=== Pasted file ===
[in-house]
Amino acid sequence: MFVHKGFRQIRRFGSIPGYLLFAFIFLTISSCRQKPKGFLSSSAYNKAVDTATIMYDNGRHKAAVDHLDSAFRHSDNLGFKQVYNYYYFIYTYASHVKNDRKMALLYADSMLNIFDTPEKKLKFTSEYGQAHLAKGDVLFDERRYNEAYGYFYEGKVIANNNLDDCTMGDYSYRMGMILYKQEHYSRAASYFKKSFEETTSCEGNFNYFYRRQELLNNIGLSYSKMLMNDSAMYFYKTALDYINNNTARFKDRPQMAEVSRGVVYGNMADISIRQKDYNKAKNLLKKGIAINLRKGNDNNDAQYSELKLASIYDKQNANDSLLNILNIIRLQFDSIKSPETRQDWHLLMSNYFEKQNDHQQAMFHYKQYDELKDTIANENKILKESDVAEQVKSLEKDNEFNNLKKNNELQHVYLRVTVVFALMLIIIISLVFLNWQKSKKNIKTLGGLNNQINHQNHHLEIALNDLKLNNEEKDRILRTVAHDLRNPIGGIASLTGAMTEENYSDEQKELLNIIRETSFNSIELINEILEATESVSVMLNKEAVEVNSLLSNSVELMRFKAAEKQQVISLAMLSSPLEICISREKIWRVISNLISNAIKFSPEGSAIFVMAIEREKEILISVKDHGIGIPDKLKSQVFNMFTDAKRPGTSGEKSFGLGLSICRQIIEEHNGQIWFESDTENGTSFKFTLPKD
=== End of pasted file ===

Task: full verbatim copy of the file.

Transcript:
[in-house]
Amino acid sequence: MFVHKGFRQIRRFGSIPGYLLFAFIFLTISSCRQKPKGFLSSSAYNKAVDTATIMYDNGRHKAAVDHLDSAFRHSDNLGFKQVYNYYYFIYTYASHVKNDRKMALLYADSMLNIFDTPEKKLKFTSEYGQAHLAKGDVLFDERRYNEAYGYFYEGKVIANNNLDDCTMGDYSYRMGMILYKQEHYSRAASYFKKSFEETTSCEGNFNYFYRRQELLNNIGLSYSKMLMNDSAMYFYKTALDYINNNTARFKDRPQMAEVSRGVVYGNMADISIRQKDYNKAKNLLKKGIAINLRKGNDNNDAQYSELKLASIYDKQNANDSLLNILNIIRLQFDSIKSPETRQDWHLLMSNYFEKQNDHQQAMFHYKQYDELKDTIANENKILKESDVAEQVKSLEKDNEFNNLKKNNELQHVYLRVTVVFALMLIIIISLVFLNWQKSKKNIKTLGGLNNQINHQNHHLEIALNDLKLNNEEKDRILRTVAHDLRNPIGGIASLTGAMTEENYSDEQKELLNIIRETSFNSIELINEILEATESVSVMLNKEAVEVNSLLSNSVELMRFKAAEKQQVISLAMLSSPLEICISREKIWRVISNLISNAIKFSPEGSAIFVMAIEREKEILISVKDHGIGIPDKLKSQVFNMFTDAKRPGTSGEKSFGLGLSICRQIIEEHNGQIWFESDTENGTSFKFTLPKD